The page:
Operetta Research Center
26 April, 2021
What’s new in the world of operetta research? Well, after the recent conference in Ljubljana dedicated to Operetta Between the Two World Wars in April I’d say: tackling national histories. In the 2020 Cambridge Companion to Operetta, edited by Anastasia Belina and Derek B. Scott, we already got the previously neglected histories of the genre in Russia and the USSR, in the Nordic Countries, and in Greece. And now there is “Operettas Staged by the Slovak National Theatre,” “Discussions on Operetta in Belgrade, the Kingdom of Yugoslavia,” there’s “Lithuanian Operetta” and an examination of the repertoire in Maribor, as well as “Slovene Operetta at the Crossroads,” to name just a few essays from the new book edited by Jernej Weiss. It formed the basis for the Ljubljana conference.
While in other fields of popular musical theater there have been books like Reframing the Musical: Race, Culture and Identity, it seems that operetta researchers shy away from key words such as “Black Lives,” “Feminism,” “Reclaiming LGBTIQ+ Spaces” et al. Instead, they focus on a different kind of identity discussion. You could ask: why?
In his book Populärkulturforschung: Eine Einführung Kaspar Maase urges authors to be transparent about their motivations to analyze this or that topic, to reflect on their position, so that their conclusions are more understandable for others (and for themselves).
This was a point I made in my keynote speech at the Ljubljana conference, entitled “Operetta as Safe Space.” The question I posed to my colleagues was how “safe” their research into national operetta histories is when in Hungary the Orban government specifically finances and expects such focus on “Hungarian” national heritage. The same is true for Poland and its current PiS government. Not surprisingly there were presentations in Ljubljana by Hungarian researchers on “Hungarian Identity” in operetta or by Polish researchers on “National Stereotypes […] in Polnische Hochzeit by Joseph Beer.” To name just two examples.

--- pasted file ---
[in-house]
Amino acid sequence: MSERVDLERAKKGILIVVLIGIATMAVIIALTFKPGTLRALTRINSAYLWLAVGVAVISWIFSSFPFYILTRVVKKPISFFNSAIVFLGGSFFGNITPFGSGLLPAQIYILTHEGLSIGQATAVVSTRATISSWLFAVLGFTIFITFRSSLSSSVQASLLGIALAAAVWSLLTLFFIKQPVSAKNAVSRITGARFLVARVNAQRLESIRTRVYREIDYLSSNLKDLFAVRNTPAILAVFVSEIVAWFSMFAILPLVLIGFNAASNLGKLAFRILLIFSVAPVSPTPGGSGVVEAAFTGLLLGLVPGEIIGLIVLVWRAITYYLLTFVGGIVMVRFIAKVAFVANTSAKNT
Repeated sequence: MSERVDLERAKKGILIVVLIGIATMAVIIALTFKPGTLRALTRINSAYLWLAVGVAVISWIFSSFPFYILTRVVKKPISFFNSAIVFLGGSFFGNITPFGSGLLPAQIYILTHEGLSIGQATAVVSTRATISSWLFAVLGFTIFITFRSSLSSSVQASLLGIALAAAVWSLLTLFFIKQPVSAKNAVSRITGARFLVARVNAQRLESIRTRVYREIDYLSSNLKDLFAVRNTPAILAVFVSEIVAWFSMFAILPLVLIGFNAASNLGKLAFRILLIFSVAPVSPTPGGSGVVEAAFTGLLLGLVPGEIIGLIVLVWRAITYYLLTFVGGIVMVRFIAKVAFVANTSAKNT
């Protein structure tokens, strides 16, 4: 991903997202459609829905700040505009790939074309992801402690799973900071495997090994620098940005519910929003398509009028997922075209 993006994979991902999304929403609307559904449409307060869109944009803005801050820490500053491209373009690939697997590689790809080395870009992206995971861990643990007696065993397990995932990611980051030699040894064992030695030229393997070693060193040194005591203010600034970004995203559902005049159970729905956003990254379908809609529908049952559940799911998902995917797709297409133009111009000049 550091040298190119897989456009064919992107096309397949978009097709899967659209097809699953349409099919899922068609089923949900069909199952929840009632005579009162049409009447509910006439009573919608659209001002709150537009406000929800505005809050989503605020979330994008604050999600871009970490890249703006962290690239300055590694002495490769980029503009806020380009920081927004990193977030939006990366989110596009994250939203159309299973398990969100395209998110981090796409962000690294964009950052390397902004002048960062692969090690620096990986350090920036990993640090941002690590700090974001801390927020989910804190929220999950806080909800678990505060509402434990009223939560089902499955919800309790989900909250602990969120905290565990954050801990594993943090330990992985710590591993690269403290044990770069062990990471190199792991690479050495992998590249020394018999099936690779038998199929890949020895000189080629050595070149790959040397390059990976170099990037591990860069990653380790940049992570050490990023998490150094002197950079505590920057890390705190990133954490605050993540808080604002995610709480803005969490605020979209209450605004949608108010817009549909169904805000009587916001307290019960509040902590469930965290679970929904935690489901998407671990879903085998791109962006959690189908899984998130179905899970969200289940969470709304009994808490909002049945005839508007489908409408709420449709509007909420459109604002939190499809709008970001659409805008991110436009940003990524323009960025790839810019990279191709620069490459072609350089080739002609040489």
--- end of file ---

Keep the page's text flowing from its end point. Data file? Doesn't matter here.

What is the situation like in other Eastern European countries? A week after the Ljubljana conference news about Slovenia’s right-wing populist prime minister Janez Janša made headlines because of his “cleansing” of the country’s cultural and literary scene, kicking out those who ask “independent” questions and step out of line. How does that relate to all the conference papers on local operetta history in Slovenia and neighbouring countries?
Another aspect I mentioned in my keynote speech was that there is hardly any debate in operetta research, no hard questions are being asked. So researchers are comparatively “safe” to say whatever they wanted, no matter how under-complex or naive their statements are. So, even in Ljubljana various aspects in presentations were left uncommented. Not just after the discussion of Polnische Hochzeit where the aspect remained untouched that an operetta by three Jewish authors has a central plot element involving divorce – something impossible in 19th century Poland, and difficult in today’s neo-religious social climate. If you are discussing “national stereotypes” then what about the role the Catholic church played and plays in Poland? Ryszard Daniel Golianek who presented the talk on Polnische Hochzeit replied to my comment on this that it would be unthinkable in today’s Poland to discuss such an aspect. And that was the end of it. No one else chose to ask anything about this. Maybe to avoid similar questions about their own talks? And when the question of Orban, PiS and nationalist governments came up, there was equal silence. Total silence, actually.
Where does that leave things? That’s the big question. Jernej Weiss has edited a fascinating book that can be read online (as a PDF), and he has organized a great conference that was part of Ljubljana’s Spring Festival. It’s not his fault that the participants remained mute when anything problematic came up.
On the one side of the world you can potentially lose your job for saying the “wrong” thing that might be interpreted as “racist” or otherwise not in line with Social Justice ideals, on the other side you can lose your job and funding for not dealing with the glorious national history of your country or when you ask critical questions about that history.
There is no easy answer to this situation. But there should be awareness that we have a “situation” at hand. A situation we shouldn’t turn a blind eye to.